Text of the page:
- Making an agreement with our cleaning company listing the economical use of water as a KPI;
- Replacing reels and nozzles with more energy-efficient versions.
per litre of juice produced
2021: 3,5 litres
2020: 3,7 litres
2019: 3,4 litres
2018: 3,8 litres
2017: 3,9 litres
2016: 4,2 litres
Of all the water we use during the production process, 80% ends up as waste water. The first purification step takes place in our factory. The sludge released during this process is collected and converted into gas (1,600 tonnes per year) via fermentation. The purified waste water undergoes a second round of purification at the installations of the Dutch Water Board. This water is nutritious, as it contains sugar. The bacteria found in water that contains sugar are characterised by their ability to convert contaminated water into harmless substances. The waste water produced in our production process therefore helps the Water Board’s treatment plant to clean water.
Chain responsibility and human rights
SR risks and influence within the chain
Our fruit and vegetables often come from high-risk areas in terms of CSR. Although certificates are important, they do not always offer the guarantee that we seek. For this reason, we visit our suppliers frequently. In 2021, our success was limited by COVID-19 In addition, all of our suppliers sign our Code of Conduct, which includes criteria relating to the environment and working conditions. Nevertheless, we still cannot offer full guarantees. Transparency in the chain remains a challenge. We cannot exercise much influence in this regard. This is related to two aspects that make us less interesting to separate suppliers. To reduce the risk of failed harvests, partly due to climate change, we are forced to work with many different suppliers. In addition, we buy Class 2 and 3 products, which are regarded as ‘outsiders’.
100% of our suppliers have been audited according to the code of the BSCI or similar
100% of our suppliers sign our Business Practices.
We visited 7% of our suppliers for audits (as compared to 56% last year)
From our suppliers 100% is GFSI certified and 95% Global GAP
ICSR Food Products Covenant
Last year, our sector organisation (FNLI) signed the ICSR Food Products Covenant. This created the opportunity to address risks within the chain, with the cooperation and assistance of ICSR (international corporate social responsibility organisation). We have also conducted a self-assessment in 2021, which confirmed that we are already investing considerable effort in the area of ICSR.. It also provided us with insight into the manner in which we can go even further in incorporating ICSR into our business operations. In response to this self-assessment, we have established an improvement plan. We will start by adjusting our purchasing policy and our purchasing documents. This will ensure that our policy also reflects our attention to ICSR. By including ICSR in our purchasing documents, we will be imposing supplementary requirements on our suppliers.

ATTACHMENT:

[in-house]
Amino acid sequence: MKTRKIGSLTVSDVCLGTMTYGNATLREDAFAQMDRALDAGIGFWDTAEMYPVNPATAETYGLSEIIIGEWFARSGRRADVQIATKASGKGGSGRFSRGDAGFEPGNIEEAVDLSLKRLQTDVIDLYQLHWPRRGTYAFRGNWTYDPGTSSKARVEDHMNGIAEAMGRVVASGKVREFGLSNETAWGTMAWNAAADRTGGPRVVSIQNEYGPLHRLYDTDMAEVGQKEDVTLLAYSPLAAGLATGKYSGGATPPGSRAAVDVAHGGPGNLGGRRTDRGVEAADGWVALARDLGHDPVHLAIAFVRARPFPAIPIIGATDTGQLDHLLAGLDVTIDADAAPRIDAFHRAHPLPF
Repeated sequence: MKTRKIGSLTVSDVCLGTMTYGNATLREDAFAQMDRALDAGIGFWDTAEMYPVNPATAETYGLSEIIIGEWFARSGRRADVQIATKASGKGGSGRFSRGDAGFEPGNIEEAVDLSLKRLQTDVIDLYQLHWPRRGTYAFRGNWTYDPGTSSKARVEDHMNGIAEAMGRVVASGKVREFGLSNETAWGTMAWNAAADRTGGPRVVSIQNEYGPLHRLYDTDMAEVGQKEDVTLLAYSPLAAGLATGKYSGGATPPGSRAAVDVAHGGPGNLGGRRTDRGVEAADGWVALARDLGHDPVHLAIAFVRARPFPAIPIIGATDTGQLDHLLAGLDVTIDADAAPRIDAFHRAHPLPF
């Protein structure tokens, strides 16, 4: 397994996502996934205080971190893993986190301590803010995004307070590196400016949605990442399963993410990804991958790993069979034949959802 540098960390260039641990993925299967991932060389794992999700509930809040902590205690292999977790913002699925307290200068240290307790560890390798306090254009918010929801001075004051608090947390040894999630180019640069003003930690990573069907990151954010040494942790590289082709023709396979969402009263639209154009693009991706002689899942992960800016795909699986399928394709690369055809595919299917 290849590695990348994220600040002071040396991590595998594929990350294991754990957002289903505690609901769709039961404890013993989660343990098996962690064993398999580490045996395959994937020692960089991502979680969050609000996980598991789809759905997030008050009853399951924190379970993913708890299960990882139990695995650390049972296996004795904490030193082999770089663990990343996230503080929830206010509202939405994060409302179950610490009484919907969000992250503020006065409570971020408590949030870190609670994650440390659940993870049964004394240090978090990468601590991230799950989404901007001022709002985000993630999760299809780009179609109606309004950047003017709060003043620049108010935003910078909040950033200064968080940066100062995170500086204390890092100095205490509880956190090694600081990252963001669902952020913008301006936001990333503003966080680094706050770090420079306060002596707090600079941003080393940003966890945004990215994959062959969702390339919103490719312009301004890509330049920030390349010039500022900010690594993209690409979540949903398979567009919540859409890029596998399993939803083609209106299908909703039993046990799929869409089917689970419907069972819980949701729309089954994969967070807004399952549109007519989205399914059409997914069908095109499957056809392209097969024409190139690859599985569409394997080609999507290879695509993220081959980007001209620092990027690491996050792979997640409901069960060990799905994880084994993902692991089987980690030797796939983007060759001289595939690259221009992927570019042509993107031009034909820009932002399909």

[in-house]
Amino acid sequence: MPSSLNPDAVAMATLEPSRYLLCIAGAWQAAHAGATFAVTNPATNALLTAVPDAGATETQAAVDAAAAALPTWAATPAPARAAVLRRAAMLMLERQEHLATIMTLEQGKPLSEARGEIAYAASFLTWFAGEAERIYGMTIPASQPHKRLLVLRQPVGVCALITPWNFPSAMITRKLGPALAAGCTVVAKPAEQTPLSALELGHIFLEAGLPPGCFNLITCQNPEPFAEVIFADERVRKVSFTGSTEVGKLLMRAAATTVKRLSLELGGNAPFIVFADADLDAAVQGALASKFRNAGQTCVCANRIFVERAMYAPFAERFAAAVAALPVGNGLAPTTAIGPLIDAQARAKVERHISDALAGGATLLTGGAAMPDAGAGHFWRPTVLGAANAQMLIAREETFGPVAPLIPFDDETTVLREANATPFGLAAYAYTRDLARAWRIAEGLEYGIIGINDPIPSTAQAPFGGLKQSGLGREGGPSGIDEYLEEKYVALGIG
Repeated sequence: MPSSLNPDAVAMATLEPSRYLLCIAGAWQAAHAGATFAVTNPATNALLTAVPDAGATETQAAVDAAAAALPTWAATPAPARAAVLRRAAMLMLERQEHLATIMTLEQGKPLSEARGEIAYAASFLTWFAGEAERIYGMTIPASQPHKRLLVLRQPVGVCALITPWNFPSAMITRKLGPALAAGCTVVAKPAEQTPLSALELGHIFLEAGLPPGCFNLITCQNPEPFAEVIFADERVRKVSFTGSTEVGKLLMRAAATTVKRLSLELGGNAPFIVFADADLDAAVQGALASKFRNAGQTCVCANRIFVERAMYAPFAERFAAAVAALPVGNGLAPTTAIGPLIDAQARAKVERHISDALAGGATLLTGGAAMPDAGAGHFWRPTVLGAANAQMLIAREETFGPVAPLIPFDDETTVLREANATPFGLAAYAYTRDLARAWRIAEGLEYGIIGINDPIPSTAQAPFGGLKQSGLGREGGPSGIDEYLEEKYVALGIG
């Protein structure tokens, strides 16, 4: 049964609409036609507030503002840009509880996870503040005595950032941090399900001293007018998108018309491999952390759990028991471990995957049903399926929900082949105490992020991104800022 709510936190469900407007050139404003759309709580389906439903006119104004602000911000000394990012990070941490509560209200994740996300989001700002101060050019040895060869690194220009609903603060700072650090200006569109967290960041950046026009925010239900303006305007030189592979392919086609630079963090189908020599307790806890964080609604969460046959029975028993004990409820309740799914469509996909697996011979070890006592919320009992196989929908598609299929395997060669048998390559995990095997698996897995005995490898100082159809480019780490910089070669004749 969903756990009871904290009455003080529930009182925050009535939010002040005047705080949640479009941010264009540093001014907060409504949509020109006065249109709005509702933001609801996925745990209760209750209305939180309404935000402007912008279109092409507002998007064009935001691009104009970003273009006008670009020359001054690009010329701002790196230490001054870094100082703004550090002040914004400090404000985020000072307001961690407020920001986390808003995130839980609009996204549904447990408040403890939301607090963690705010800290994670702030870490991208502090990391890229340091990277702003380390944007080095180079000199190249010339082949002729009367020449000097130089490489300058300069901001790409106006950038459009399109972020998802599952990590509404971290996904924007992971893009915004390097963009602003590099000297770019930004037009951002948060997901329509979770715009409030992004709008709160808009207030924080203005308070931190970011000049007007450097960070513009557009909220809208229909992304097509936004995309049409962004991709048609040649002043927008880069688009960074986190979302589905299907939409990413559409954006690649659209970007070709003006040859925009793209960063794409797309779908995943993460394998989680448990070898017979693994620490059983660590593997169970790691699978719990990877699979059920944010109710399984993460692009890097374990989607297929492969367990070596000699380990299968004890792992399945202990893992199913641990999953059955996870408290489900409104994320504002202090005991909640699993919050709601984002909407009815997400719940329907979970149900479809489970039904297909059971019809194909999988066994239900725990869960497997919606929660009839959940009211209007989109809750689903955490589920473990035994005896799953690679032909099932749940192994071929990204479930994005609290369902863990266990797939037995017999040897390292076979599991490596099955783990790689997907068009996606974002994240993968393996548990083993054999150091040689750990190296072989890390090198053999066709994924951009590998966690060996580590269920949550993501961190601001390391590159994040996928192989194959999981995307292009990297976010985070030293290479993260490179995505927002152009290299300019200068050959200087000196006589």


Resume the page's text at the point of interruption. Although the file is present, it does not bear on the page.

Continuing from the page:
Safety, personal development & good rewards
We ask a lot from our people, and we are happy to reward them well for their efforts. In addition, we do everything we can to provide our employees with a safe working environment. In 2021, just like last year, that meant a COVID-19-safe working environment. By constantly adapting to and anticipating for the ever changing measures, we were able to keep the number of infections to a minimum, while ensuring that production could continue. We consider it important for our employees to feel at home and to have opportunities for personal development. This also applies to our temporary employees, for whom we have a good flow-through scheme. After six months, we make a joint assessment concerning whether the contract can be converted into employment. In addition, we consider it important for our employees to feel heard and that they reflect the composition of society as a whole.
- Lowest salary is 125% of the minimum wage
- 10% discount on collective health insurance
- Diversity among employees
- Annual performance reviews, annual appraisal interviews
- Training budget per employee
- Growth model for production workers
- Personal development plan for each employee
- Pregnancy policy with adapted tasks
- Whistleblower regulation
- Confidential advisor
- Works Council
- Preparations for new job structure and salary policy
Vitality and sustainable employability
With regard to health and personal development, the ageing workforce is posing an increasing challenge. Our employees are getting older and are having to work longer, and their tasks are often physically demanding. To date, we have succeeded in finding suitable alternatives for employees whose original jobs have become too hard physically. Nevertheless, we do not know how this will work out in the future. We consider it important to be prepared for these developments and to ensure that our employees are prepared as well. We have therefore started to address this issue by including sustainable employability as one of the CSR pillars in our policy.
One of the options for offering more flexibility to our older employees involves ensuring a good age distribution throughout the entire workforce. In 2021, we made a start on measures that will allow employees to use a sustainable employability scheme, starting from 10 years before the standard retirement age applicable to them.